Edith Rickert

Edith Rickert

09 June 2013

Finally! I'm done with the first quarter of the final revision of my novel Daughter of Man, the first of a trilogy rooted in the legends of the Crusades (as well as some Cathar heresy and angelology - you know how these things go). And so I thought I'd celebrate by writing up some of the crusader legends I have been reading as background material. I've been delving into everything from Tasso to the lyrics of the troubadours to Walter Scott and his fellow Romantic poet, Eleanor Porden. But I thought I'd start with Edith Rickert (1871-1938), whose translations of early metrical romances were among the first sources I turned to.

Martha Edith Rickert (she never used her given name) was born on July 11, 1871, in Canal Dover, Ohio. Graduating from Vassar College in 1891, she taught high school briefly before earning a Ph.D. magna cum laude in English letters and philology from the University of Chicago. Once she had earned her degree, she moved to England determined to earn her living by her pen, publishing everything from romance novels to scholarly translations. As might befit the heroine of one of her own novels, her scholarly pursuits eventually led Rickert to be invited to participate in WWI code-breaking efforts by Dr. John Matthews Manly, whose own interest in codes was largely motivated by the allegation of Bacon's authorship of Shakespeare's plays - a claim that many still claim to be proved by the code embedded in Shakespeare's epitaph. And Edith was not the only member of her family fascinated by codes; her youngest sister, Dr. Margaret Rickert, would work in German code-breaking activities during World War II.

Rickert and Manly did succeed in breaking German codes and devising new codes for the Allies, but their interest in puzzles and cryptographs did not end in 1919. In 1926, while making the passage from New York to Liverpool, Manly and Rickert worked on breaking a code created by Don Hernan Cortes in the 16th Century. Even more suggestively, Rickert was approached (and declined) to participate in deciphering the Voynich manuscript, "the world's most mysterious manuscript." Currently part of Yale's Beinecke Rare Book Collection, the Voynich manuscript is apparently an herbal that describes plants and their possible medicinal uses. However, most of the plants are unknown to botanists and the coded script that describes them remains indecipherable, despite entire websites devoted to the task.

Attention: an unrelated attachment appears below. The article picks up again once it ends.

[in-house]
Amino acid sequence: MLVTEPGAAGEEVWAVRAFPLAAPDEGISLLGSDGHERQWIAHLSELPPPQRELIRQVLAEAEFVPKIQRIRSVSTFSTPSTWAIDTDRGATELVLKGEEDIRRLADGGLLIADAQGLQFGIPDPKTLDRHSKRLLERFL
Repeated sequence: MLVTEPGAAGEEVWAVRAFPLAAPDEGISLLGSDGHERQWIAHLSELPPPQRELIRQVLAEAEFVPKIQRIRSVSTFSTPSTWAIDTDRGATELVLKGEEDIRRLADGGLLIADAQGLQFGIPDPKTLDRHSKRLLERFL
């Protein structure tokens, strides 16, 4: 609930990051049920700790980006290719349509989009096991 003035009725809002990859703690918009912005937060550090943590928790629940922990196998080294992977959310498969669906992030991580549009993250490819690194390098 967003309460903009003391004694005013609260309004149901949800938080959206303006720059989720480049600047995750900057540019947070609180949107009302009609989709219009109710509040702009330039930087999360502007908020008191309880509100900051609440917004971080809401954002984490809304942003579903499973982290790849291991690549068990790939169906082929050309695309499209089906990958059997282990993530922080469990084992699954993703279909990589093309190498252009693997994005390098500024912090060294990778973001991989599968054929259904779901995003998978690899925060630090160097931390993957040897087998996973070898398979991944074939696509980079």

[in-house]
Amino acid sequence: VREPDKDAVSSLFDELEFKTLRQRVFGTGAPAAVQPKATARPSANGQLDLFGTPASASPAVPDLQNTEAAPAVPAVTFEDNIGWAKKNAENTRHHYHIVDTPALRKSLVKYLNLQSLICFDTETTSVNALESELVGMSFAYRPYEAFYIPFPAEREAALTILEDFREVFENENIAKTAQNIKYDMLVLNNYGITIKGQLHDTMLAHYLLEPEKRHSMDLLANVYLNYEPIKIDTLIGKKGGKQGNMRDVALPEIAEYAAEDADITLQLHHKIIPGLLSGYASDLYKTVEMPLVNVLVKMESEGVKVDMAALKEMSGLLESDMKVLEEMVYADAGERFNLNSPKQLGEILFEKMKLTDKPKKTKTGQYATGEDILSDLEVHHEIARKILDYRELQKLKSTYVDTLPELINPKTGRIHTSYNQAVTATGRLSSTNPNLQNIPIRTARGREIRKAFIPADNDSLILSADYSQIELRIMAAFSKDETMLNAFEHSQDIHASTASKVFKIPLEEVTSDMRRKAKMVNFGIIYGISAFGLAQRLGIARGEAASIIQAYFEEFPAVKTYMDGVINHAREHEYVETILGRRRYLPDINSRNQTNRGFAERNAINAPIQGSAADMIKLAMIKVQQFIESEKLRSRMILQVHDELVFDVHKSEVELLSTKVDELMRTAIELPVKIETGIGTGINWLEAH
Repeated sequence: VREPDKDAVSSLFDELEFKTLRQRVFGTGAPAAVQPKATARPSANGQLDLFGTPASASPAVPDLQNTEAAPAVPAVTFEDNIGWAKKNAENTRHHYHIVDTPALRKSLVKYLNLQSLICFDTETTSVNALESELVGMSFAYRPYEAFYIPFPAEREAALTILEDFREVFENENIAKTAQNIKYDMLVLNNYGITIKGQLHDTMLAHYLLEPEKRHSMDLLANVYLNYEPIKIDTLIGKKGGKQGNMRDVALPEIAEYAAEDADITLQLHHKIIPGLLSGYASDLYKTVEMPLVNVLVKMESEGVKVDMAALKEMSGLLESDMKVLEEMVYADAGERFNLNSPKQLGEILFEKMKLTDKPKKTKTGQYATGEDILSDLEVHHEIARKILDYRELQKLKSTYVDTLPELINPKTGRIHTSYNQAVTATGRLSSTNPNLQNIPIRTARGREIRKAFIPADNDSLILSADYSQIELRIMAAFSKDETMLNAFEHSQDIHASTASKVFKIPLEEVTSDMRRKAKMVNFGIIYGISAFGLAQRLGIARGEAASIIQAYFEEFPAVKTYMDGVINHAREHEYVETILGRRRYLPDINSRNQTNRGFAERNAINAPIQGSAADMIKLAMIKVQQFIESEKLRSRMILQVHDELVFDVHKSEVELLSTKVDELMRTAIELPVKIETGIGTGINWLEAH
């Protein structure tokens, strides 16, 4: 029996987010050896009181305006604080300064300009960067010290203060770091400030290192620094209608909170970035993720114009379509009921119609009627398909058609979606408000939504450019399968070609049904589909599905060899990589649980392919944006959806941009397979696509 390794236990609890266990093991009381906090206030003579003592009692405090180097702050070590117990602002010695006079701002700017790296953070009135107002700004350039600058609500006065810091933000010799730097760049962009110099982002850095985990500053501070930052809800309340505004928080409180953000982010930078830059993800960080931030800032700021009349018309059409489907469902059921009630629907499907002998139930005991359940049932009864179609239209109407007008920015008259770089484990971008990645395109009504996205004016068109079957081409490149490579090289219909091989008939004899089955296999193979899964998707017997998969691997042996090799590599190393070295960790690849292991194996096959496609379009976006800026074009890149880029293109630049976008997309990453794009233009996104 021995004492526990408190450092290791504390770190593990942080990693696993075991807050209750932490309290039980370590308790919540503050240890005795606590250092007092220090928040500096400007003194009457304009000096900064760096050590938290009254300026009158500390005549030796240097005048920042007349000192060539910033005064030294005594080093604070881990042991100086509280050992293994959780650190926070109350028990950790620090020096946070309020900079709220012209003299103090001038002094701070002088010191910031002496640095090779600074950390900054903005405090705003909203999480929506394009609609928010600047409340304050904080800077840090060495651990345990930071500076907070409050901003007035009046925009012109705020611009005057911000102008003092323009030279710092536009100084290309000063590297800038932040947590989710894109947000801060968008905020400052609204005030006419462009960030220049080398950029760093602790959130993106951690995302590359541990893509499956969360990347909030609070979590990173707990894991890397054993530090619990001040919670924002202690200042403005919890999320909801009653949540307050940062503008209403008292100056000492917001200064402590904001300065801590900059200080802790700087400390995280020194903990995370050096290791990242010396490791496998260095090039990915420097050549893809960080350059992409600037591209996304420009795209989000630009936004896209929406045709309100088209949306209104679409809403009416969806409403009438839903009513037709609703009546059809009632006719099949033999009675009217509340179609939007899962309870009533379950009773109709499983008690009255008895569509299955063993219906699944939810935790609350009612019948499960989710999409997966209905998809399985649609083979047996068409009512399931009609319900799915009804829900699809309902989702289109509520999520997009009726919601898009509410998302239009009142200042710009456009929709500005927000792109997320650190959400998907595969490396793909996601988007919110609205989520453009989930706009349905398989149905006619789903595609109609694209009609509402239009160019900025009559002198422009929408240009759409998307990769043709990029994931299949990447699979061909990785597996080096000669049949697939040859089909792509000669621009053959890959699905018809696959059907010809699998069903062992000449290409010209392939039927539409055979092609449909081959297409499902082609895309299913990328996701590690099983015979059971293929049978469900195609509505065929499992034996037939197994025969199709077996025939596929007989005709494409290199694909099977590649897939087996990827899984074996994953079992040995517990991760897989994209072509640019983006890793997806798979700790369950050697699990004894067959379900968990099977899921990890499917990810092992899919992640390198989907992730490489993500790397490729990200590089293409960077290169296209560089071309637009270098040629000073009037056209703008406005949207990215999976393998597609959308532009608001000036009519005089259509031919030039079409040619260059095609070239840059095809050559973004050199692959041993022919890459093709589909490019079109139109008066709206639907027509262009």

After the war, the Rickert/Manly collaboration continued, as the couple's fascination with Chaucer led them to spend six months of each year travelling to Britain and the Continent to study manuscripts in museums and private collections.

If there's a romance novel attached to these later exploits, it's an entirely personal one, for their collaboration eventually produced the definitive Text of the Canterbury Tales Studied on the Basis of All Known Manuscripts, which ran to eight volumes, with a chapter on illuminations by Rickert's sister. Edith died before she could see the fruits of her labor published; Manly died shortly thereafter. Nonetheless, the couple's scholarly achievement was also a glorious monument to an intellectual and sexual partnership that rivaled that of Will and Ariel Durant - despite the fact that even in the 1970s, Rickert's scholarly achievements were still being reduced to nothing more than the fact "she was sleeping with [Manly]."

As if sex could ever be the same as passion. And Rickert was certainly passionate in all her pursuits. Still, that passion was always clearly tempered by a level head. In her romance novel, The Golden Hawk, the heroine, Madeloun, at once defies society's norms for the love of the ne'er do well Trillon, and yet refuses to run off with him until he gains the means to support her by completing the kind of impossible task customarily assigned to the knights like Lancelot or Gawain: transforming a rocky mountainside into a profitable farm. Instead, Trillon discovers the remains of a buried Roman village that he sells to an antiquarian. Rickert seemed to approach both past and present with a similar blend of idealism and practicality - whether it was deciphering codes or creating a definitive textual edition of Chaucer that scholars still turn to today.

© - Erica Obey
Photos © - George Baird